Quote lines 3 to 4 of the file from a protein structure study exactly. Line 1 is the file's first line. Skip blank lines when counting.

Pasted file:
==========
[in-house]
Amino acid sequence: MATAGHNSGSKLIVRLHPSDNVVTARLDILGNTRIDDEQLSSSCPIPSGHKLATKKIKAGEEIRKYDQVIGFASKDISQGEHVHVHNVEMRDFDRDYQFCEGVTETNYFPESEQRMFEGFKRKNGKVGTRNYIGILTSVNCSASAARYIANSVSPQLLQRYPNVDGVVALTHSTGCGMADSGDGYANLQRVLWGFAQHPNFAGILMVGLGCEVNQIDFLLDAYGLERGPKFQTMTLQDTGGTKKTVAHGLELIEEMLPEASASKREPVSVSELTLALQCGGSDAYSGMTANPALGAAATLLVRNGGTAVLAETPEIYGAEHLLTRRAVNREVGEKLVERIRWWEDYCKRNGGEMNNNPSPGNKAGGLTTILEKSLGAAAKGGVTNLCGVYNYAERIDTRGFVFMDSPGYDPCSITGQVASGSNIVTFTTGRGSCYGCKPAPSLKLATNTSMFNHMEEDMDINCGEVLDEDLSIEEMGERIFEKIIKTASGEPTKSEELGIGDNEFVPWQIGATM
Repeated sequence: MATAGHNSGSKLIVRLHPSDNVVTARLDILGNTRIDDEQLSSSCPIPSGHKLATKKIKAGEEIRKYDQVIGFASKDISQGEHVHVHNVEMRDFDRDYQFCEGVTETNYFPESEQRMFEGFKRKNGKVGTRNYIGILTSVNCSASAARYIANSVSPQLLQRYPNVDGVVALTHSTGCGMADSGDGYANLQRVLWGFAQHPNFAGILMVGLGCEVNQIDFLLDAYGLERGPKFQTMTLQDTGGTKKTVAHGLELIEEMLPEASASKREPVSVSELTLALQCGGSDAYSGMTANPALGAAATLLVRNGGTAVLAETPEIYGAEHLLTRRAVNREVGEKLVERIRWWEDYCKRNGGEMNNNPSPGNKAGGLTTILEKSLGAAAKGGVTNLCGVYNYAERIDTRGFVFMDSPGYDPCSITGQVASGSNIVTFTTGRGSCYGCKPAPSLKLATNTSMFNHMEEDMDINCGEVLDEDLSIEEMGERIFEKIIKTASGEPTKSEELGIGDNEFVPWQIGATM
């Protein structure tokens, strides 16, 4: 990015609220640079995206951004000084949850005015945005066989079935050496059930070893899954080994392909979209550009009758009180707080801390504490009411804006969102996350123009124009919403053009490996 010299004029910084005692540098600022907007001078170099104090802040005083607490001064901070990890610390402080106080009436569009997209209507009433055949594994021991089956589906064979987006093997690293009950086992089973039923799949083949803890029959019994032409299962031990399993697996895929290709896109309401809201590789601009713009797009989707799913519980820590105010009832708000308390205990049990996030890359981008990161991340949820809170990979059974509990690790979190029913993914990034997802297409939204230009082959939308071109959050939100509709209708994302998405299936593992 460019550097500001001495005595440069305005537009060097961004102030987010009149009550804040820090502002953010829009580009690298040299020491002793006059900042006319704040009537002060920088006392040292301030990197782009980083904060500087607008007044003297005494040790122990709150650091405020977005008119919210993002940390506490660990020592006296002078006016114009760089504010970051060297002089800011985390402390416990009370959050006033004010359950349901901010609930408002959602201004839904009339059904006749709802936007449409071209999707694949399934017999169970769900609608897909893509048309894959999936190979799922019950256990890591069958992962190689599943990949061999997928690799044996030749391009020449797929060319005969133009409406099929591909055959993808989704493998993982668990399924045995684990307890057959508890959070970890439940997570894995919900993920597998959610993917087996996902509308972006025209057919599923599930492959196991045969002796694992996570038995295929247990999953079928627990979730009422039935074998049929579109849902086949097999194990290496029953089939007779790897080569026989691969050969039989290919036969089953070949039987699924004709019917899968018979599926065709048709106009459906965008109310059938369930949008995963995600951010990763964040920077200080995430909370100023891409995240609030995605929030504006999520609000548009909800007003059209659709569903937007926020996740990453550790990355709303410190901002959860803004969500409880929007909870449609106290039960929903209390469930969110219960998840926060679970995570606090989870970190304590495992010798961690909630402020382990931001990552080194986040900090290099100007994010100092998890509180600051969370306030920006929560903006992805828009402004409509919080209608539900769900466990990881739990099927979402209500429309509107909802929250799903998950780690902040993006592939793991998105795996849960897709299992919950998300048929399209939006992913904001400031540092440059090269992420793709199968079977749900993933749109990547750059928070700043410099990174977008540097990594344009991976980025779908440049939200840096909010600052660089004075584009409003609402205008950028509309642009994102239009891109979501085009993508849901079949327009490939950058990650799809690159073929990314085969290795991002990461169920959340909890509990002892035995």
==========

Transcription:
Repeated sequence: MATAGHNSGSKLIVRLHPSDNVVTARLDILGNTRIDDEQLSSSCPIPSGHKLATKKIKAGEEIRKYDQVIGFASKDISQGEHVHVHNVEMRDFDRDYQFCEGVTETNYFPESEQRMFEGFKRKNGKVGTRNYIGILTSVNCSASAARYIANSVSPQLLQRYPNVDGVVALTHSTGCGMADSGDGYANLQRVLWGFAQHPNFAGILMVGLGCEVNQIDFLLDAYGLERGPKFQTMTLQDTGGTKKTVAHGLELIEEMLPEASASKREPVSVSELTLALQCGGSDAYSGMTANPALGAAATLLVRNGGTAVLAETPEIYGAEHLLTRRAVNREVGEKLVERIRWWEDYCKRNGGEMNNNPSPGNKAGGLTTILEKSLGAAAKGGVTNLCGVYNYAERIDTRGFVFMDSPGYDPCSITGQVASGSNIVTFTTGRGSCYGCKPAPSLKLATNTSMFNHMEEDMDINCGEVLDEDLSIEEMGERIFEKIIKTASGEPTKSEELGIGDNEFVPWQIGATM
């Protein structure tokens, strides 16, 4: 990015609220640079995206951004000084949850005015945005066989079935050496059930070893899954080994392909979209550009009758009180707080801390504490009411804006969102996350123009124009919403053009490996 010299004029910084005692540098600022907007001078170099104090802040005083607490001064901070990890610390402080106080009436569009997209209507009433055949594994021991089956589906064979987006093997690293009950086992089973039923799949083949803890029959019994032409299962031990399993697996895929290709896109309401809201590789601009713009797009989707799913519980820590105010009832708000308390205990049990996030890359981008990161991340949820809170990979059974509990690790979190029913993914990034997802297409939204230009082959939308071109959050939100509709209708994302998405299936593992 460019550097500001001495005595440069305005537009060097961004102030987010009149009550804040820090502002953010829009580009690298040299020491002793006059900042006319704040009537002060920088006392040292301030990197782009980083904060500087607008007044003297005494040790122990709150650091405020977005008119919210993002940390506490660990020592006296002078006016114009760089504010970051060297002089800011985390402390416990009370959050006033004010359950349901901010609930408002959602201004839904009339059904006749709802936007449409071209999707694949399934017999169970769900609608897909893509048309894959999936190979799922019950256990890591069958992962190689599943990949061999997928690799044996030749391009020449797929060319005969133009409406099929591909055959993808989704493998993982668990399924045995684990307890057959508890959070970890439940997570894995919900993920597998959610993917087996996902509308972006025209057919599923599930492959196991045969002796694992996570038995295929247990999953079928627990979730009422039935074998049929579109849902086949097999194990290496029953089939007779790897080569026989691969050969039989290919036969089953070949039987699924004709019917899968018979599926065709048709106009459906965008109310059938369930949008995963995600951010990763964040920077200080995430909370100023891409995240609030995605929030504006999520609000548009909800007003059209659709569903937007926020996740990453550790990355709303410190901002959860803004969500409880929007909870449609106290039960929903209390469930969110219960998840926060679970995570606090989870970190304590495992010798961690909630402020382990931001990552080194986040900090290099100007994010100092998890509180600051969370306030920006929560903006992805828009402004409509919080209608539900769900466990990881739990099927979402209500429309509107909802929250799903998950780690902040993006592939793991998105795996849960897709299992919950998300048929399209939006992913904001400031540092440059090269992420793709199968079977749900993933749109990547750059928070700043410099990174977008540097990594344009991976980025779908440049939200840096909010600052660089004075584009409003609402205008950028509309642009994102239009891109979501085009993508849901079949327009490939950058990650799809690159073929990314085969290795991002990461169920959340909890509990002892035995």